“We have doubled our people. And we’ve sped up our processes to review tests and grant decisions quickly within 40 days of an application.”
The Abbott test the government purchased is a real time polymerise chain reaction (PCR) test, as are many of the others awaiting approval. They are similar to the tests health departments are using across the country, though several promise quicker results by using special analysis machines.
PCR tests use samples from nose swabs and then during the lab process any presence of the virus is boosted, allowing even low level infections to stand out. The tests can find people who have the virus, but may have no or few symptoms.
“It’s amplifying it. That’s the reaction that’s happening and so even if you have small amounts of viral DNA, using the PCR, you’ll find it and detect it,” said Ashleigh Tuite, an infectious disease epidemiologist at the University of Toronto.
But Abbott and other companies have also developed antigen tests, which can also provide fast results and don’t require a laboratory or special equipment.
The antigen tests work like pregnancy tests, requiring a little bit of fluid, usually from a nose swab, which is placed on a reactive substance and delivers results in 15 to 30 minutes with lines appearing on the test indicating a positive or negative result.
Sharma said they are looking at several antigen tests, but it was only on Tuesday that the government posted a minimum standard, which is a test that accurately identifies positive cases at least 80 per cent of the time.
Tuite said it is important to know antigen tests do have limitations, because they don’t amplify the virus the way PCR tests do.
“It’s going to find people when they’re quite infectious and when they’re generating a lot of virus, but it’s not going to find if you were infected two weeks ago, but you’re no longer shedding a lot of virus.”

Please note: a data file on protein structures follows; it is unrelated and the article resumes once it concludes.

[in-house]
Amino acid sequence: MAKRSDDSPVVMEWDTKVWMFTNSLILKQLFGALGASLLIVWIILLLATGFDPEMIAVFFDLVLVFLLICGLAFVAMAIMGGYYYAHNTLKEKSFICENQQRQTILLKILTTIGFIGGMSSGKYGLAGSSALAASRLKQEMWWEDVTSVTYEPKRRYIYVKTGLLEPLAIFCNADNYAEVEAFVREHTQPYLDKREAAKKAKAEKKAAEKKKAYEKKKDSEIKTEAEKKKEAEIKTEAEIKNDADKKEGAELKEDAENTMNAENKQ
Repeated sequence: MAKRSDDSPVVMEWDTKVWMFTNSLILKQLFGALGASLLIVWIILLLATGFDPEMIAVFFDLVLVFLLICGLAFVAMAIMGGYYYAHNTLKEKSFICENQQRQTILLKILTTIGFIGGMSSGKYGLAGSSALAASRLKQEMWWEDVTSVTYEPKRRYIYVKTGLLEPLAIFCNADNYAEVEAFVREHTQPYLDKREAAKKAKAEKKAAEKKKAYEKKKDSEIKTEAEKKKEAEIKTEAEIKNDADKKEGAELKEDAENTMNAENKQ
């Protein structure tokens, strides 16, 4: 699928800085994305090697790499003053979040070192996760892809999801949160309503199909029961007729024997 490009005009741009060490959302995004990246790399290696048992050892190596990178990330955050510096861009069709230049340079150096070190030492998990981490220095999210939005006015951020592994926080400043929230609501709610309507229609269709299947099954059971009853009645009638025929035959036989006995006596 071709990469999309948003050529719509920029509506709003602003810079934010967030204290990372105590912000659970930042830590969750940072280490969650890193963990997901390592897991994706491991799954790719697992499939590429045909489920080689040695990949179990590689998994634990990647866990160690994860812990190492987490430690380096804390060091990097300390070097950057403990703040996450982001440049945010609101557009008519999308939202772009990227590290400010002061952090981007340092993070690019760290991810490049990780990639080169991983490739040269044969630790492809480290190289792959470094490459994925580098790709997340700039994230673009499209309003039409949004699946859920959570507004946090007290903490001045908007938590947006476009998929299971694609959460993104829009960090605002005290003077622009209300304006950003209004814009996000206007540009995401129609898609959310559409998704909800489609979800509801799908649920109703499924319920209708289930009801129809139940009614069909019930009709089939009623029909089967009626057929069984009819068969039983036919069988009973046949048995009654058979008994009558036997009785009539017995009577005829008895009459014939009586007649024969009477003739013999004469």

The Foundation for Innovative New Diagnostics, an NGO that focuses on getting diagnostic tests to developing countries announced a plan Monday to ship up to 120 million rapid COVID
WE HAVE DOUBLED OUR PEOPLE ... SPED UP OUR PROCESSES.
tests. France and Germany announced they would buy millions of the tests as part of the arrangement that will also send the tests to the developing world.
The foundation’s antigen tests are coming from Abbott and SD Biosensor from South Korea. Both firms are still waiting for Health Canada approval.
SD biosensor test stresses its test is for people having symptoms. All of the 115 people the company tested in a trial to prove the efficacy were showing symptoms before the nasal swabs were administered. Abbott’s antigen test is also designed to detect people who are symptomatic and the company warns the test alone does not confirm a diagnosis.
“Negative results don’t preclude SARS- COV-2 infection and they cannot be used as the sole basis for treatment or other management decisions,” reads the information sheet on the product.
Tuite said just because antigen tests are used for people showing symptoms doesn’t mean they can’t be effective.
“If you’re thinking about testing as a way to interrupt transmission, then you don’t need to worry so much about missing the people who are not very infectious,” she said.
She said if the tests were widely available they could potentially be useful in settings like schools or among essential workers.
“It’s not going to be perfect, but the idea is, if you use it widely enough, if you use it frequently enough, it will have an effect at the population level.”